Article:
"You're always reticent to play in the free agent game, but the numbers seemed to be closer to real market now. It just felt like these are the types of players that we should be moving in on. The terms were reasonable and overall the architecture of our team and the way we we're built for five or six years down the road it all seemed to fit together so we decided that with the group we already had we could be as good as anyone so that's what we decided to do."

Burnside: I think it's fair to say the Western Conference is as wide open as it's been in a long time. There's a lot of optimism, and a lot of observers look at the changes in Dallas and say, why not the Dallas Stars. You never want to get ahead of yourself, but after last season, you must be really looking to seeing how this unfolds.

Gaglardi: "Well, last year was a huge disappointment. And you look at the summer we had (a year ago), and what could we have done differently. Sometimes, the timing just isn't there. Last year, we chose to stand pat in some areas, and while it turned out to maybe not be the right thing to do, I think going forward starting this summer, I'm glad that we did.

"It just seemed that the opportunities a year ago weren't there. We were coming off a 109-point season, and there was reason to believe that we didn't have to make a lot of change, and really the injury bug and a whole bunch of bad luck got to us. And the whole thing came off the rails."

Burnside: When did you first meet Ken Hitchcock?

Gaglardi: "When did I first meet Hitch? Oh, years ago in Kamloops. We've always kept in touch. You know I see him in the summer. He always goes to Kamloops in the summer, so I run into him. Like last summer, we had lunch a couple of times. Because I summer there. Just text each other, 'When are you in town?' I enjoy talking to him. I learn from him and I like to talk hockey. Here we were sitting (together) in the summer, and who would have predicted he'd be our coach a year later?"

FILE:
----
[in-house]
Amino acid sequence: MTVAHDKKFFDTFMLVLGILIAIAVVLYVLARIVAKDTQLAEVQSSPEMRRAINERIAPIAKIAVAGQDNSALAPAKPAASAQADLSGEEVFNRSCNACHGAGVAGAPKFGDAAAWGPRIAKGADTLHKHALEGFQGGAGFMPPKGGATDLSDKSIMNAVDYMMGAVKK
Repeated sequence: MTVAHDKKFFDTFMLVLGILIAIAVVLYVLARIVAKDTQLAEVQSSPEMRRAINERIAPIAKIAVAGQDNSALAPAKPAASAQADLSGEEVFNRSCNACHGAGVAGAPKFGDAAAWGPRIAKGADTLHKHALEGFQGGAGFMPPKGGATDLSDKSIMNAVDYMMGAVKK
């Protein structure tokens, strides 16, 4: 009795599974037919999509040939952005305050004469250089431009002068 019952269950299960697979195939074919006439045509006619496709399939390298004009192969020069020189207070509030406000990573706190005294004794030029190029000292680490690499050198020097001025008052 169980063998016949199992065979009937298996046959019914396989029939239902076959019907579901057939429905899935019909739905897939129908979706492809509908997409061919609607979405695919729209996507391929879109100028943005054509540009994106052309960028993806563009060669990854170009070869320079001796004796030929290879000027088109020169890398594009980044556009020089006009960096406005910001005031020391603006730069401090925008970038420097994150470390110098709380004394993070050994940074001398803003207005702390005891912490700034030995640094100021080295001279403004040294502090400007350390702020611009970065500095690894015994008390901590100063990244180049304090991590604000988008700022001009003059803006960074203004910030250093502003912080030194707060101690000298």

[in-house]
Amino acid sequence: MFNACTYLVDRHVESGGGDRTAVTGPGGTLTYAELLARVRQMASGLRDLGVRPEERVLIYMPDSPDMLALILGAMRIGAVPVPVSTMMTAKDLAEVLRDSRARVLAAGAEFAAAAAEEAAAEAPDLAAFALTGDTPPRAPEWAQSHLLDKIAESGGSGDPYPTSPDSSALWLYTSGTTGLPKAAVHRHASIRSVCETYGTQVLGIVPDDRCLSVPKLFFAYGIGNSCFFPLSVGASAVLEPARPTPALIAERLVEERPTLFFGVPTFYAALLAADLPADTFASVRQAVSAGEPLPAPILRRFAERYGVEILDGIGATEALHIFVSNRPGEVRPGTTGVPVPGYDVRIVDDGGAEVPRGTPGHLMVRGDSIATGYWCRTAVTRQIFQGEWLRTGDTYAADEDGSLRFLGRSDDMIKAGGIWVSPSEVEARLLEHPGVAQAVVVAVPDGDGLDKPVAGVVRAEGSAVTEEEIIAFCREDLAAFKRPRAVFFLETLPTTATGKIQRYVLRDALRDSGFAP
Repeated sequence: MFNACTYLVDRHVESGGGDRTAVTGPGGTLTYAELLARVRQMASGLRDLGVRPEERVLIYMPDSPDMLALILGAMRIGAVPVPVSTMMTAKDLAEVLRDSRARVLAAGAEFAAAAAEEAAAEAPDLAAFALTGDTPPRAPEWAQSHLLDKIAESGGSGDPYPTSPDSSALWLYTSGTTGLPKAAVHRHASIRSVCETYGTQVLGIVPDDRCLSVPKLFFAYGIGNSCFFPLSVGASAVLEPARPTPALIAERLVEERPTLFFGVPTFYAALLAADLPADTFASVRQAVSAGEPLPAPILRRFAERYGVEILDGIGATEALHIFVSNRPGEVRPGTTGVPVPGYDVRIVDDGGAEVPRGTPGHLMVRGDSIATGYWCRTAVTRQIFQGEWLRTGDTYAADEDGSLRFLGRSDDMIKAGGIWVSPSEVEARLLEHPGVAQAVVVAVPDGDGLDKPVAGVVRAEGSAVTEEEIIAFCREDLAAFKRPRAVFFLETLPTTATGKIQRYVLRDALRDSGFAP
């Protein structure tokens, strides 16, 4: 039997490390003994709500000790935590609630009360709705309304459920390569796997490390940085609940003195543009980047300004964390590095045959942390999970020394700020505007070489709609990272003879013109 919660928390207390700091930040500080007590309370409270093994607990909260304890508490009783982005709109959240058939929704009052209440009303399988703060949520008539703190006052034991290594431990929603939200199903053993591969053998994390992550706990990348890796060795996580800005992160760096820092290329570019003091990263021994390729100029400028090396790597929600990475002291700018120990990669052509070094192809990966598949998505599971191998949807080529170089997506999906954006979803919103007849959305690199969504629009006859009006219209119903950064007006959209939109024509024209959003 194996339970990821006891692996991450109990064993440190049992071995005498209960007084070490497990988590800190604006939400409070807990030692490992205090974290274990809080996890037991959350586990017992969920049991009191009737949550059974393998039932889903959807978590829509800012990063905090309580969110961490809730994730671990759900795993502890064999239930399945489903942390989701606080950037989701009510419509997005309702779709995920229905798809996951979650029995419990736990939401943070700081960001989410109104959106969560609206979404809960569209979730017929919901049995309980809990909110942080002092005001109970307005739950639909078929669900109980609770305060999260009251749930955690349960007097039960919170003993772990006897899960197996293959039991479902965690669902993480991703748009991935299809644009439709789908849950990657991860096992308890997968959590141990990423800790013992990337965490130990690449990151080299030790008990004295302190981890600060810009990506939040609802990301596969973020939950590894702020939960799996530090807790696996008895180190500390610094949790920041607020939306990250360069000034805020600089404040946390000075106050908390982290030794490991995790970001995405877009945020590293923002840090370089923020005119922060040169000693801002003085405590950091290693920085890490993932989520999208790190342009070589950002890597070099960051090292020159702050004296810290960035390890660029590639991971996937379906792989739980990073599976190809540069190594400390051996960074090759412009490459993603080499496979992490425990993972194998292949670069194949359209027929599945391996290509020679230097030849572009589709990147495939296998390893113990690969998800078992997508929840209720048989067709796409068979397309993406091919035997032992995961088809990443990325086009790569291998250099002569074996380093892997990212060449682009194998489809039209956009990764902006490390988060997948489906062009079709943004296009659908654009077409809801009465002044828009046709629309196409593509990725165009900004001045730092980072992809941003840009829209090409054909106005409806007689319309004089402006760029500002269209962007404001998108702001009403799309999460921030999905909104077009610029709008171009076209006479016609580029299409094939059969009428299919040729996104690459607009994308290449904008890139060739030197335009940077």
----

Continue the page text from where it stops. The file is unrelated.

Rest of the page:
Video: Bishop meets the media in Dallas

Burnside: When you look at what Ben Bishop, what do you think he brings to the table?

Gaglardi: "I think we're far closer to a 109-point team than we are a 79-point team. I think last year, we had a whole bunch of things go wrong. And those things, coupled with high expectations, put a lot of pressure on everybody. And sometimes, that's a very bad thing to have happen. So, it was tough on the coaches. It was tough on our best players, and our best players didn't have good starts, and didn't really have good seasons.

"I think that's the story of what happened to us last year. I think you've got to change some things. I think, obviously, we weren't happy with our goaltending last year. We weren't happy with a lot of things -- special teams. But it was time to bring a new face into the mix in goal, and we were able to get Ben Bishop, who has got a good resume, and I think will be a good goaltender for us and give our group a different level of confidence."

Burnside: What was last year like for you especially after the year before?

Gaglardi: "It was incredibly frustrating. I think I've been in Dallas 5-6 seasons now, and every year we've improved and this one we went backwards. So, it was a tough pill to swallow. We know that a lot of things went right for us the year before, but we expected to be a 100-point-plus team this year, and we didn't get anywhere close to it. So it was tough, because it was so obvious what was wrong and we just couldn't get it right. So it was incredibly frustrating. I don't know what else to say.

"From our coaches to our players to everybody, you just saw it on everyone's face. We just couldn't get the ship going the right direction."

Video: Seguin on the change in Stars offensive strategy

Burnside: Is there a way to quantify how important this season is in bouncing back?

Gaglardi: I think it's an important year for our core, because the core didn't get the job done this past year. So I think it's very important for this core to get it done. And it's an important year for Tyler Seguin. It's an important year for Jamie Benn. It is an important year for John Klingberg. Those three guys led our team the year before, and they didn't get the job done this past year and it's time. It's time to know what Tyler is. It's time for Jamie to re-assert himself as one of the pre-eminent power forwards in the game, and it's time for John Klingberg to get back into the top five or seven in scoring among defensemen -- where he should be.

"And I think if that doesn't happen then, if those things don't happen, then I think you have to look a little deeper than we think we needed to look this off-season."

This story was not subject to approval of the National Hockey League or Dallas Stars Hockey Club. You can follow Scott on Twitter @OvertimeScottB